It was a lovely summer’s day and I was with friends, sipping a rosé from the adjacent vineyard. I could so easily have been in the south of France, but no, I was in England, at Albury Vineyards in the Surrey Hills, just south of London. Such has been the success of Albury’s Silent Pool Rosé, that Nick Wenman was planting more Pinot Noir and the occasion was a celebration of his new vineyard. It was a magical moment.
England and Wales have been establishing a solid reputation for sparkling wines over the past 20 years or so, since Ridgeview swept the board at the United Kingdom Vineyards Association (UKVA) annual competition with their range of sparkling wines. Back in 2012 there were 419 vineyards with 124 wineries. Now there are 800 vineyards with 178 wineries, with Wales accounting for just 1.5% of the UK’s production. The area under vines now totals 3,800 hectares, double that of eight years ago. Sparkling wine accounts for 64% of the production, but recently there has been a growing emphasis on still wines, with a considerable improvement in quality. Indeed, there are wineries that prefer to concentrate on still rather than sparkling wine, such as Stopham Vineyard and Bolney Estate.
CATALYST FOR ENGLISH WINES
The large and very successful vintage of 2018 has proved to be something of a catalyst for producers of English wines, such as those who had set out to concentrate on sparkling wine and realised that they could also make still wine. This was certainly the case at Bride Valley vineyard, planted by Steven and Bella Spurrier in 2009. Bella freely admits that it was the size of the 2018 vintage that prompted them to consider still wine, and as it has been so successful, they have continued. She admitted that it provides useful cash flow, which is certainly a consideration for other wineries too. You can sell a still wine within months, but sparkling wine production can tie up your stock for years. Nearby Langham Wine Estate is another producer that made still wine for the first time in 2018, with a particularly successful, lightly-oaked Chardonnay. Ruth Simpson at Simpsons in Kent described 2018 as the watershed year, the golden vintage that gave them the confidence to make more still wines. The flowering took place in good conditions and was followed by a long summer. Some Chardonnay grapes were picked as late as early November.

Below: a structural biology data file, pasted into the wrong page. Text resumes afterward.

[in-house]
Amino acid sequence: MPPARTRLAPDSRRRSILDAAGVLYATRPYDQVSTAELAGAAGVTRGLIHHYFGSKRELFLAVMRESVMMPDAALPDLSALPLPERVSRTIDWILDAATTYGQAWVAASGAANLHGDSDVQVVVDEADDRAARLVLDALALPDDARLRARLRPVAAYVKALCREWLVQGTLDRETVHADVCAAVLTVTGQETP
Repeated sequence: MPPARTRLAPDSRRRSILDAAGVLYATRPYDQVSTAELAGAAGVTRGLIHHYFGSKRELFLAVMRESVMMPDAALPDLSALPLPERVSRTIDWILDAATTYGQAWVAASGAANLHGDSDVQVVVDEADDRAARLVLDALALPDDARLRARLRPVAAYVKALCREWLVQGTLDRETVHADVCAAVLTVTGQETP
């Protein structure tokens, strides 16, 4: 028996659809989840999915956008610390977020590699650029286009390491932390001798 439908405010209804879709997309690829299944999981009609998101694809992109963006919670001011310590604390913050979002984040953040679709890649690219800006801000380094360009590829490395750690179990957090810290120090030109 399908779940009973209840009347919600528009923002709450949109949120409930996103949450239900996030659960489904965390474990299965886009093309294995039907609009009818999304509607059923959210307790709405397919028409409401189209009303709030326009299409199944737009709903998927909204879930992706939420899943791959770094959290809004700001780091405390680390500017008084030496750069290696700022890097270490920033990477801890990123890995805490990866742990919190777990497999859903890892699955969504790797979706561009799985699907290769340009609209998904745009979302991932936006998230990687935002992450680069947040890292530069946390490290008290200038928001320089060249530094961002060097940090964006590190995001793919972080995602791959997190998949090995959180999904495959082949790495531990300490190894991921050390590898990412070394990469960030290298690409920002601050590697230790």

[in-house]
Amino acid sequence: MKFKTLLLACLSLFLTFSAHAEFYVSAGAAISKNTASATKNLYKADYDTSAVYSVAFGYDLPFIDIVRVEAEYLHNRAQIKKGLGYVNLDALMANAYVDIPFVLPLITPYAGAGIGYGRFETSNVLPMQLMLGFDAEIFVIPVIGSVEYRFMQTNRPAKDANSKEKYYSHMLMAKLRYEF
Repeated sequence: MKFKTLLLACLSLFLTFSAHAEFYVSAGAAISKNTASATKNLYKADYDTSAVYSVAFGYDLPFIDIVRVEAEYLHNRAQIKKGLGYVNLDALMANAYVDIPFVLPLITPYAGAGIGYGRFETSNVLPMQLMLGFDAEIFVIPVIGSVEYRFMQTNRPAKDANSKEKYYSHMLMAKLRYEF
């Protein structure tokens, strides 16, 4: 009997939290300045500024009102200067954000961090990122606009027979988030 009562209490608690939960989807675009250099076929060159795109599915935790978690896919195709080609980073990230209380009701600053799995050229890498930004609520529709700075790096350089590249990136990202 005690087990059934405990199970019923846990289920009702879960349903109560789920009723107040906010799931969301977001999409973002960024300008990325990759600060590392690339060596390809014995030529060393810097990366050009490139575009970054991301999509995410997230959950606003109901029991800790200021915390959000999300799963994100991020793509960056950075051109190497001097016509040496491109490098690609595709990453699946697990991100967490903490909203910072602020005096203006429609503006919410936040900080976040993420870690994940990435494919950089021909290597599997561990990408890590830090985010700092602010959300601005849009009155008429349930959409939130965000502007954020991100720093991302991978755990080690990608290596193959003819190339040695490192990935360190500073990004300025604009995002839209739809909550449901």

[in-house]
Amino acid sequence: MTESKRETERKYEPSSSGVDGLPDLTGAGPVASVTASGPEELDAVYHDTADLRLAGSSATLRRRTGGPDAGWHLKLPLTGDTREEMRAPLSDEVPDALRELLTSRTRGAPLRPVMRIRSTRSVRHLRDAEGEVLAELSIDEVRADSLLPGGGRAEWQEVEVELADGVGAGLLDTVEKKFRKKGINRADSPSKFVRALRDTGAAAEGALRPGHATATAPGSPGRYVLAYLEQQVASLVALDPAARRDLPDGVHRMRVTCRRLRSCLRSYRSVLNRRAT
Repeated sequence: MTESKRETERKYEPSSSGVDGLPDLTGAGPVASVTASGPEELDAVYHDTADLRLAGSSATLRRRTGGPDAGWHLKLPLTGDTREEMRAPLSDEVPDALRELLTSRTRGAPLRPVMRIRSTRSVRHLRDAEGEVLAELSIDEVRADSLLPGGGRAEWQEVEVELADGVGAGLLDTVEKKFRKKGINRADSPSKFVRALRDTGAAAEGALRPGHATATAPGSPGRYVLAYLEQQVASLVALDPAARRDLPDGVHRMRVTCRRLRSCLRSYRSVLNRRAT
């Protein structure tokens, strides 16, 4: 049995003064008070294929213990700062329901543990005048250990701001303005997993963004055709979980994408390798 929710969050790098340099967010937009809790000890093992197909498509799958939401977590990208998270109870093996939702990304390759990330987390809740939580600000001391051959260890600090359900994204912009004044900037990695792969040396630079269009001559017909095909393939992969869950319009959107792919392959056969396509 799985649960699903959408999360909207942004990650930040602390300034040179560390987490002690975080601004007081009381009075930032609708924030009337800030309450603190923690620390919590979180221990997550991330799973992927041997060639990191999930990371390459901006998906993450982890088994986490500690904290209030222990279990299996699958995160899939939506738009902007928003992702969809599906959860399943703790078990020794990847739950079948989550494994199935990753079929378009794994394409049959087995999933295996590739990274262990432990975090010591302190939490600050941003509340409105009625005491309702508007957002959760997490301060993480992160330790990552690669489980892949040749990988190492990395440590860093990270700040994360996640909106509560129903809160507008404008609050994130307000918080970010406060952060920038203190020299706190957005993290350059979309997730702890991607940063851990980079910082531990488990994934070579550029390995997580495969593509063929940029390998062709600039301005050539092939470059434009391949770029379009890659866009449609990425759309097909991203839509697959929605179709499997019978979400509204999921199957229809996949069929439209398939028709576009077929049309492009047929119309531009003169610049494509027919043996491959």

However, another key difference between still and sparkling wine is that the grapes for still wine need to be riper, with lower levels of acidity. This can be achieved with improved viticulture. And maybe climate change or global warming is playing its part too, in producing riper grapes. Sam Lintner of Bolney Estate, one of the longer established vineyards, remembers her first harvests, when she had to wrap up warmly; these days she is more often picking grapes in shorts and a T- shirt.
So, which parts of England are most suitable for successful viticulture? The quick answer is the south of England, although there are considerable variations between Essex and Cornwall. Essex is generally considered to be the warmest and driest county. Kent, too, is favoured for its dry conditions and there is also a good concentration of vineyards in Sussex and Hampshire. In fact, there are vineyards scattered all over the south of England. Camel Valley is a successful Cornish winery; while Flint Wines in Norfolk is a relatively new vineyard. The owners, Hannah and Ben Witchell had no connections with Norfolk, but planted a vineyard there as it is one of the sunniest and driest parts of the country. They were lucky enough to meet a local farmer, who became their business partner. There is even a scattering of vineyards in the north of England, with vines being planted in Scotland, outside Glasgow.